The administration of Obama is seeking considerably higher fines for violations of auto safety despite the vehicle manufacturers being able to quickly report defects to U.S. regulators following the recall crisis of Toyota Motor Corp. The present maximum fine of $17 million per case is not sufficient, according to David Strickland, who is the government's top vehicle safety official as administrator of the National Highway Traffic Safety Administration.
He further commented that the fines will not put off businesses with deep pockets from withholding safety information from regulators inadvertently or deliberately.
Strickland said during a House Energy and Commerce subcommittee hearing that it is time the fines are "reflective of the size of the industry." Last week, the Senate has approved a provision in transportation legislation that would raise civil penalties for the first time in more than a decade to as much as $250 million.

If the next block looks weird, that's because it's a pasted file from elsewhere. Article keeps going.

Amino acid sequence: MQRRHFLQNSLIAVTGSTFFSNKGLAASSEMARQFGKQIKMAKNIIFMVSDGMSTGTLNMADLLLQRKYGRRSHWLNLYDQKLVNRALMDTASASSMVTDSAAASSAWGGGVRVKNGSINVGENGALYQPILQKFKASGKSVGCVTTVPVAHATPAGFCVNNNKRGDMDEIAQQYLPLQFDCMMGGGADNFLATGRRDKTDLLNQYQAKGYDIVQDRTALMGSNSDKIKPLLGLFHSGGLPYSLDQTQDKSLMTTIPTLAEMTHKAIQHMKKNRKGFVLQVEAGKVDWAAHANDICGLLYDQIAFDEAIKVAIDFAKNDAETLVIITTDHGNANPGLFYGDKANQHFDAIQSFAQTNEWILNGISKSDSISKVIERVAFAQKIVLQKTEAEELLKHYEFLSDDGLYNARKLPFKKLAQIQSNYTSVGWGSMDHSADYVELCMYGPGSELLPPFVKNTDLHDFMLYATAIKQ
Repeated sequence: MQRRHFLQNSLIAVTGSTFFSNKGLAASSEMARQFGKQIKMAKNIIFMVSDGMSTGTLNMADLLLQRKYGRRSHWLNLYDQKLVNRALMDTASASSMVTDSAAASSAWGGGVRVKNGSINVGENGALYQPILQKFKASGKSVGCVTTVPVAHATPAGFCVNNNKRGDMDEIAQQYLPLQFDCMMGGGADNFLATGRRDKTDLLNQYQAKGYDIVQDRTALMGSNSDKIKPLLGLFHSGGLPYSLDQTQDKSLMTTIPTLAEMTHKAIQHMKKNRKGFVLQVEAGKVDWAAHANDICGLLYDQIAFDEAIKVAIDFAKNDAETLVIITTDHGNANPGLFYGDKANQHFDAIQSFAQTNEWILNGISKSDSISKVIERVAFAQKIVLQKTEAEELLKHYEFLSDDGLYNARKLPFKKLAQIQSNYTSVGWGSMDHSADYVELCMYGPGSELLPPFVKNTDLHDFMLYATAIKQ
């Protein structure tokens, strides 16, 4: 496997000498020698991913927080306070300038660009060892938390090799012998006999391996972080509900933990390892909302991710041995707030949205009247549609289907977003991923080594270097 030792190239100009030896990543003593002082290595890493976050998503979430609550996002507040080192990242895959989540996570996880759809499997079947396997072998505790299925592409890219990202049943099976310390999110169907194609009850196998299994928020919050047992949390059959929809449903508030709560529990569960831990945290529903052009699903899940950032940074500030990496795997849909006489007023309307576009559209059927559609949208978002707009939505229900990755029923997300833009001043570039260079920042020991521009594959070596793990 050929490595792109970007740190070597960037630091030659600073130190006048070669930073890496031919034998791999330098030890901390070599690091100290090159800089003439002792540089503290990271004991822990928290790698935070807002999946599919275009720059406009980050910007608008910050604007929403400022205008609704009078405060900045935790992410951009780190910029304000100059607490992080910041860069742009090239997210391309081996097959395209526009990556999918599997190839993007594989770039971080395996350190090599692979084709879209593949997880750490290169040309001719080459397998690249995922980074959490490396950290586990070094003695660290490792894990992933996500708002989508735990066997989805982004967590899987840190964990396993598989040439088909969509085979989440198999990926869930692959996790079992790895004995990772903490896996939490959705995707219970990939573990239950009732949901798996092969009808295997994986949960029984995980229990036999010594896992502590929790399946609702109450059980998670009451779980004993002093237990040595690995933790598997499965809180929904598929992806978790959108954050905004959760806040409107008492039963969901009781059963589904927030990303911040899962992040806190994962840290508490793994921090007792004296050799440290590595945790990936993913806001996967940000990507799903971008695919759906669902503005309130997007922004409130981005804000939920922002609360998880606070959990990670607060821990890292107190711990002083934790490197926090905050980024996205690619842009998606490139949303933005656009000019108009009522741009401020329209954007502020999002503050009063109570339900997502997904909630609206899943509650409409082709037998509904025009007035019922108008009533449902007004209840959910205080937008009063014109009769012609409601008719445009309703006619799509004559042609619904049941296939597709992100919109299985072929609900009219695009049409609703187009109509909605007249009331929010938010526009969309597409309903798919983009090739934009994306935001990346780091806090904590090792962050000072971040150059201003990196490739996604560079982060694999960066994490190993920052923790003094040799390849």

Vehicle manufacturers call the proposal as excessive in an era wherein vehicle safety has increased with people traveling at least three million miles on U.S. roads each year.
A competing House bill does not include the proposal. Republicans running the House see the proposed increase as overly prescriptive and potentially damaging to an industry coming back to profitability after a historic crisis.
They also see it as another obstacle to any compromise with the Senate on halted highway legislation. Rep. Marsha Blackburn, R-Tenn., and vice-chairman of the commerce, manufacturing and trade subcommittee, commented that "more mandates" were not the answer to the matter. The official further said that it would be "very difficult" to obtain the backing of Republicans for higher fines.